Black Panther Woman, the newest work of director Rachel Perkins, is a compact documentary, in both its scope and length. The film tells the story of Marlene Cummins and her experience with both the short-lived Brisbane chapter of the Black Panthers and of the abuse she endured from men within the Indigenous community. Perkins has made it clear that neither she nor Cummins want to overreach – at the film’s premiere, Cummins was clear in maintaining that she has no interest in “naming and shaming” individual men in the community, and Perkins’ has stressed that the film tells no one’s story but hers. Of course, it’s a story that is simultaneously intensely personal and inextricably political, and so is its telling.
Black Panther Woman reaches its greatest emotional pinnacles through content, rather form, though the archival footage of protests and stills are deployed to unsettling affect. The rough-grained, high-contrast black and white shots, often accompanied by an ominous, building thrum that slips between ambience and foreboding rhythm, are an uncomfortable reminder to the white viewer of a righteous discontent that has been often muted in mainstream media. A number of recurrent stock photographs provide an emotional thermometer for the film. One such shot of four young Indigenous girls staring uneasily into the camera feels noticeably heavier each time its used, pushing the audience to self-consciously recognise the weight of Cummins’ experience, while images of police are made all the more seemingly implacable by their photographic paralysis.
The most harrowing details of Cummins’ story are presented without a dramatic shift in style, with Perkins choosing to let the film be carried by its humanity. The documentary is no exposition, or finely tuned polemic – it owns its subjectivity, and shares, rather than transmits, Cummins’ story. It is a particularised history.
And like all histories, it plays the present just as it plays the past, reflexive rather than object. Black Panther Woman is anxiously self-aware of its reception and its own context, among both the Indigenous and white community. White Australia – especially our politicians and our media – have long held Indigenous communities in their entirety responsible for individuals, effectively weaponising their suffering against them.
“If we pointed the figure at one black man, they’d say it was all black men,” Cummins tells the camera in interview. Her certainty wavers as she articulates the sacrifices of women in the name of Indigenous solidarity, a violence absorbed through oppression, underpinned by a code of silence – “Is that what you want to hear?” Cummins asks, simultaneously addressing both audience and filmmaker. Perkins replies from off-camera, “I want to know why you want to tell this story,” and the documentary pulls to its second level, acknowledging itself in political and cultural context.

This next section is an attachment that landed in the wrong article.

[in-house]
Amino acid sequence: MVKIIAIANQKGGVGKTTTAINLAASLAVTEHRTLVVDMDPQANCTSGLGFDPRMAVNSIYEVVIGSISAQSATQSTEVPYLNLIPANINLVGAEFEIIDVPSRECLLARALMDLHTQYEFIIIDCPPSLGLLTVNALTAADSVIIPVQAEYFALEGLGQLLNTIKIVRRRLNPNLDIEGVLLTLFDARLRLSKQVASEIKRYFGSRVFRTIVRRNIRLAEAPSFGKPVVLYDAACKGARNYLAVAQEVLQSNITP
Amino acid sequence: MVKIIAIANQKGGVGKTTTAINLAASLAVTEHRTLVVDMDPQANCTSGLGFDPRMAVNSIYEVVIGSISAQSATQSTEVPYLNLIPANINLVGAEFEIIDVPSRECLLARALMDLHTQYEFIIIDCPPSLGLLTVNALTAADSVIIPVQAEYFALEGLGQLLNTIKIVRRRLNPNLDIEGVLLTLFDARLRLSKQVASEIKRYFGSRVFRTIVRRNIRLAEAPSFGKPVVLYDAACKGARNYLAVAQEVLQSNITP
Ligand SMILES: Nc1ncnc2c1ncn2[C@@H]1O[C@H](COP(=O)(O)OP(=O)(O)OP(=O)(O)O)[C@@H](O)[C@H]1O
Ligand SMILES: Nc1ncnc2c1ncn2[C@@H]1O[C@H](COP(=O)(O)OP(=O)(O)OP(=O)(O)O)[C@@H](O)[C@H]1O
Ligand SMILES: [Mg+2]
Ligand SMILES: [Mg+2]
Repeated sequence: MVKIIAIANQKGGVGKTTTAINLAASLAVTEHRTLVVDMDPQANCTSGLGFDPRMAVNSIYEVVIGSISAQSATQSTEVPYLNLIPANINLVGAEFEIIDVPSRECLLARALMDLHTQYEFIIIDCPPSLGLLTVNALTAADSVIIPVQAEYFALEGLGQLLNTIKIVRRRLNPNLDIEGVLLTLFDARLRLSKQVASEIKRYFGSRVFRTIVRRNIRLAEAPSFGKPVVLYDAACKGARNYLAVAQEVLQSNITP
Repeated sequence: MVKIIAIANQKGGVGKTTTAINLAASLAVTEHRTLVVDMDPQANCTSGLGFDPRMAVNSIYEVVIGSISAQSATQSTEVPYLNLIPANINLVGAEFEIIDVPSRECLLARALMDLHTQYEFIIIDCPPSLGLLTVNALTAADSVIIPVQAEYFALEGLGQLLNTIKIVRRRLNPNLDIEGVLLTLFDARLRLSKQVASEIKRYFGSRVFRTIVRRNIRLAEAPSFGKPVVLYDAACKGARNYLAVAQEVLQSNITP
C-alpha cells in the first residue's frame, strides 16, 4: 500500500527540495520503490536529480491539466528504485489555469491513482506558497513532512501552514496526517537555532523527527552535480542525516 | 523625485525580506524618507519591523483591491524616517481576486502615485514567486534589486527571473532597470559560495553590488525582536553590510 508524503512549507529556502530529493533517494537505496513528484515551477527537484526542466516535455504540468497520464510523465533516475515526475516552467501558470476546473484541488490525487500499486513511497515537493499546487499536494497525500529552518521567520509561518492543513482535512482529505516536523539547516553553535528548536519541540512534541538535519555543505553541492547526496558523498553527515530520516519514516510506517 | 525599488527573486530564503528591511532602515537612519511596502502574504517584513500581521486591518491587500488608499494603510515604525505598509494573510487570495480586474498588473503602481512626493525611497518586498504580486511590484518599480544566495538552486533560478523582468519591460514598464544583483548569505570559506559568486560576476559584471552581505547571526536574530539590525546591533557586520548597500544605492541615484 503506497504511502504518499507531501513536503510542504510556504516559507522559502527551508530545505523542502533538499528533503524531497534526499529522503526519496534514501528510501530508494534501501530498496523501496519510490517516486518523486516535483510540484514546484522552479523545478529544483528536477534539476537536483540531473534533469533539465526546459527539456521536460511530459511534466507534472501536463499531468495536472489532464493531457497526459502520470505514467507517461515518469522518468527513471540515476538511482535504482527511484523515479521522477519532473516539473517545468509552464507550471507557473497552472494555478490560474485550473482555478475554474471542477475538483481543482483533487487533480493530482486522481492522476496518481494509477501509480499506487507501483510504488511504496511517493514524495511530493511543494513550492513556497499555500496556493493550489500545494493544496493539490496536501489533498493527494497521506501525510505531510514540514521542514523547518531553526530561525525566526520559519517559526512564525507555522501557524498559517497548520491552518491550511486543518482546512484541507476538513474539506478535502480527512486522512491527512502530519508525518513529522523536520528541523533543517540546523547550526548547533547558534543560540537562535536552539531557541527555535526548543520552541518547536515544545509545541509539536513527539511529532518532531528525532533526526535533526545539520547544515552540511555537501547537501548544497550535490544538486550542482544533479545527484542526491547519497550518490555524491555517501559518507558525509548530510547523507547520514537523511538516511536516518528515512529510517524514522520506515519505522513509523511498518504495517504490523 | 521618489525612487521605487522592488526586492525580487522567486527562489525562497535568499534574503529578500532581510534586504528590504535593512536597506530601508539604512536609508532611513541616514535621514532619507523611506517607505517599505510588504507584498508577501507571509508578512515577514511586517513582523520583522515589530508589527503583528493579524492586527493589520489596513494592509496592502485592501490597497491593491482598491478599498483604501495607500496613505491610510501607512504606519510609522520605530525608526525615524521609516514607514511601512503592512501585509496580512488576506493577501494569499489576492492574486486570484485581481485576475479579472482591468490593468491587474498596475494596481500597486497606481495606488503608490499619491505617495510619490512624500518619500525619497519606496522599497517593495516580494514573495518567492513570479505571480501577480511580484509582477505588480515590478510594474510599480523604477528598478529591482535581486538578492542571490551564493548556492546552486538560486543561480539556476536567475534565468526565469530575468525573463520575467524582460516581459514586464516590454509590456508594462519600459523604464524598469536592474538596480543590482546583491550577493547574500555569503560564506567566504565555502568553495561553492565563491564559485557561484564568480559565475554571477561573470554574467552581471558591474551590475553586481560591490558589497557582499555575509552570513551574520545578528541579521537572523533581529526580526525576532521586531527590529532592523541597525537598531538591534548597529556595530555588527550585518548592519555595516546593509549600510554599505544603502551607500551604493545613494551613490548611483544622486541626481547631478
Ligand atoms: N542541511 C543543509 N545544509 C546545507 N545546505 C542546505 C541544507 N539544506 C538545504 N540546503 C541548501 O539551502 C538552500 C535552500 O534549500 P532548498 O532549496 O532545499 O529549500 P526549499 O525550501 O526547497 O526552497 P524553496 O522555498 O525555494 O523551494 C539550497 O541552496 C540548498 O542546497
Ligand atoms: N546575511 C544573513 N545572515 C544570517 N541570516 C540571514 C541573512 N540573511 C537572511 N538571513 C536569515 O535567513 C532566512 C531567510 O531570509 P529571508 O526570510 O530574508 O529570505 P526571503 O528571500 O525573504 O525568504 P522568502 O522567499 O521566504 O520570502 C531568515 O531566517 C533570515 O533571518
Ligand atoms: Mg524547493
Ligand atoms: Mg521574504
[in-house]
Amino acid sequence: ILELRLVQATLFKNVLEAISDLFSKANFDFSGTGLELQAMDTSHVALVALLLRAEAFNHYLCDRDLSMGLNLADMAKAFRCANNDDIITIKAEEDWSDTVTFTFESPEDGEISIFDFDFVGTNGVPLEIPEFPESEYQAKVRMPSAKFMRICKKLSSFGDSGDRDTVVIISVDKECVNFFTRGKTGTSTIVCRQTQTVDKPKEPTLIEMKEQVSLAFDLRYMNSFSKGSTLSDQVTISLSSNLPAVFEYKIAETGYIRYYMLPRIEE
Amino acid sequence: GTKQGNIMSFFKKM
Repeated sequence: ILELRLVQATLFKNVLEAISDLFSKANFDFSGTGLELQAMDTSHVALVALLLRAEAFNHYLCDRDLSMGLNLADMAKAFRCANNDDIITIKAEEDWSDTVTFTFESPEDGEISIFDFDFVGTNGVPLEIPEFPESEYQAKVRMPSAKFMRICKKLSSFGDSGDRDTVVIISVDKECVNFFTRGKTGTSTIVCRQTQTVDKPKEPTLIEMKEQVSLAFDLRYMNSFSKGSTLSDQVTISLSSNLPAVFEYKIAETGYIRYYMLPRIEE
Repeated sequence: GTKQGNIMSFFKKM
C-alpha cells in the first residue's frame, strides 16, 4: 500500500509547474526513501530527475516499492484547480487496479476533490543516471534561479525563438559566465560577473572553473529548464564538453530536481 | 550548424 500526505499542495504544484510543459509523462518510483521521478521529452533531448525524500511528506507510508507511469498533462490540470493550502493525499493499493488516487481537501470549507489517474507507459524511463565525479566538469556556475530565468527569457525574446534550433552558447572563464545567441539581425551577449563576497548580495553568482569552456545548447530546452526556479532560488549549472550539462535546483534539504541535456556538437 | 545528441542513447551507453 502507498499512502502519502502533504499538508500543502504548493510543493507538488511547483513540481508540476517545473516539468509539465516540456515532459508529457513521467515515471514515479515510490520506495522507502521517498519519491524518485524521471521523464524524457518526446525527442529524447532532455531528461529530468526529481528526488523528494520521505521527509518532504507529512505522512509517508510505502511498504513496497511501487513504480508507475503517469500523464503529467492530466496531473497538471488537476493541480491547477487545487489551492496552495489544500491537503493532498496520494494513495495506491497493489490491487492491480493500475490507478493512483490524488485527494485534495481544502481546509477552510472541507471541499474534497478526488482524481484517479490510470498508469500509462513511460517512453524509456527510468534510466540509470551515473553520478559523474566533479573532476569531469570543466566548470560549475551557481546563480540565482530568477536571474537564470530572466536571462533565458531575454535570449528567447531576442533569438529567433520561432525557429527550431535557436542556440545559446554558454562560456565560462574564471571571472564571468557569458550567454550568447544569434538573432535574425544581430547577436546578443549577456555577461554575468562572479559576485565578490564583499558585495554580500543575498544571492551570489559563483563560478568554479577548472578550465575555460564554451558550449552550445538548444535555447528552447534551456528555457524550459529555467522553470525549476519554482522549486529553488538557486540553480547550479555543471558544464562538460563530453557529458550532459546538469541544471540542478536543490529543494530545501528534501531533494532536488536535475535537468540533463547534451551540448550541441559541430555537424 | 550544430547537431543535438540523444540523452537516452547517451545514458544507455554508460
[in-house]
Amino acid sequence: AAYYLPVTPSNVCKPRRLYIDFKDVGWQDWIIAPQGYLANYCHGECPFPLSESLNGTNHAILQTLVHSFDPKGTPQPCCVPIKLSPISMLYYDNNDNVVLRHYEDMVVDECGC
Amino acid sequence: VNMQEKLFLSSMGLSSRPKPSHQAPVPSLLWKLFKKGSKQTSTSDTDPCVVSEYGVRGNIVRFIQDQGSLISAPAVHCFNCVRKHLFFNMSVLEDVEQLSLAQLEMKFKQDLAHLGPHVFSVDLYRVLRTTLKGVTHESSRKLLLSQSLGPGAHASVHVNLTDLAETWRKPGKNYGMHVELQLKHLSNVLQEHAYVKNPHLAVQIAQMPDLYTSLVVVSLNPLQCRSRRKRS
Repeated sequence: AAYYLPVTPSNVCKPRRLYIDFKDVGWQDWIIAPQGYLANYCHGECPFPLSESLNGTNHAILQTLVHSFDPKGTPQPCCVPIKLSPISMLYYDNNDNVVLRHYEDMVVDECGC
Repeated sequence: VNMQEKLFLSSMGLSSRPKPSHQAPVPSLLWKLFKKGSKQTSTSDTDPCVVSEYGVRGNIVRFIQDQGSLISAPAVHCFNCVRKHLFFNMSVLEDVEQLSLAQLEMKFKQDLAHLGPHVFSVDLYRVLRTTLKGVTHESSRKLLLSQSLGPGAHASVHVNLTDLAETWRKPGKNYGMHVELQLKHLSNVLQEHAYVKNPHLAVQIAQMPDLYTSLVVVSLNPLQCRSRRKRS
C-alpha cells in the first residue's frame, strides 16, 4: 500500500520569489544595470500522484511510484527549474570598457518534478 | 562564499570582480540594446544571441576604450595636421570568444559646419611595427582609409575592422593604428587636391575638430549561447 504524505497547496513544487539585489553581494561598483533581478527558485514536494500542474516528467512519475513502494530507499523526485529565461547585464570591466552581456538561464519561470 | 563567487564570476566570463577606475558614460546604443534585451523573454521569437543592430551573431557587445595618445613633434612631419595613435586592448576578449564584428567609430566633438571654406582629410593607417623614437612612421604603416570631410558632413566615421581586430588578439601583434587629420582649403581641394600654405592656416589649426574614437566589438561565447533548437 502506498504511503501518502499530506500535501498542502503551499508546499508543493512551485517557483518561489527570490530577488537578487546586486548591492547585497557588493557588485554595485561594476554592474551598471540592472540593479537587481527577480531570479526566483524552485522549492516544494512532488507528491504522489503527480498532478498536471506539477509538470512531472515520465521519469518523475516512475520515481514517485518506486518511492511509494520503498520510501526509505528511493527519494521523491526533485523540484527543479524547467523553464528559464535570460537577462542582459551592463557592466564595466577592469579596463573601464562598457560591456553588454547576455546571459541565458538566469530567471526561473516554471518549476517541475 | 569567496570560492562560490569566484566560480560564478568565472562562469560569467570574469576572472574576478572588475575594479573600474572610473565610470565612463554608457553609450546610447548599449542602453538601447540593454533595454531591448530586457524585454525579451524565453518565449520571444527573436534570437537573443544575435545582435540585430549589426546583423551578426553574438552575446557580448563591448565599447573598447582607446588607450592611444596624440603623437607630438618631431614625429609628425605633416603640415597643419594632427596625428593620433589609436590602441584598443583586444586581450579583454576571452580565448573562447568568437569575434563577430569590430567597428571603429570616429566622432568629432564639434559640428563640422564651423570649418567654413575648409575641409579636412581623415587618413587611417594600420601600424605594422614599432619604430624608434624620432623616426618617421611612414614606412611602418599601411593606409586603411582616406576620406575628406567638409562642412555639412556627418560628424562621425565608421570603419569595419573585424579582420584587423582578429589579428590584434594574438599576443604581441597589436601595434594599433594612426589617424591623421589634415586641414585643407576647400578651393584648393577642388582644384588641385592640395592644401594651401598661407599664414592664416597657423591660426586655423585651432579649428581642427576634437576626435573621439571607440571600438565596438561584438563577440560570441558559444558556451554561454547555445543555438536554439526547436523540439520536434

It’s also here that it becomes apparent that the film also works as a reflexive tribute to the bonds of mutual recognition and support between Cummins and her peers. Off-screen, Perkins and Cummins have a friendship stretching over decades, and though the positioning of subject-director is always asymmetrical, Black Panther Woman is still a dialogue between them. Gently exploring Cummins’ vulnerabilities and insecurities, Perkins shifts the emphasis in perspective towards and away from her. Cummins’ repeatedly talks of her desire for a formal education, thwarted by systemic disadvantage, and the wistful allure of academia is held in the time the camera to pause on certain shots, on well-stuffed bookshelves – Kathleen Cleaver’s, no less – and the hard plaques of an American university. Perkins, though, does not let the tone settle there. Scenes of Marlene drawing the applause and approbation of an international conference of former Black Panthers, of hugging Cleaver, walking hand in hand with a fellow ex-Black Panther woman provide the counterpoint to Cummins’ professed sense of lack, drawing the reification of academia into ambiguity.
Black Panther Woman also undermines the vertical dichotomy of peaceful civil rights activism, as espoused by Martin Luther King, and the militancy of the Black Panther Movement. The comparison is made repeatedly throughout the film, both in direct address and in rather obvious implication – the film closes with Marlene in front of Martin Luther King’s grave – but refuses to decry either, representing both as a legitimate, empowering ideologies born out of oppression. In doing so, Black Panther Woman both maintains its carefully personal specificity, and returns the question of legitimacy.
Black Panther Woman makes no claims to being a work of superior cinematography, or aesthetic value. Indeed, given the style and that it clocks in at a fleeting 57 minutes, I suspect the film was made for television, not cinema. It’s hard to tell whether its brevity limits, or rescues the film. The fragile political and cultural viability of a film that deals, even in singularity, with systematic oppression in one of it’s most taboo forms is protected by the undeniable legitimacy of a black woman telling her own story, one of being pinned at the intersection of misogyny and racism.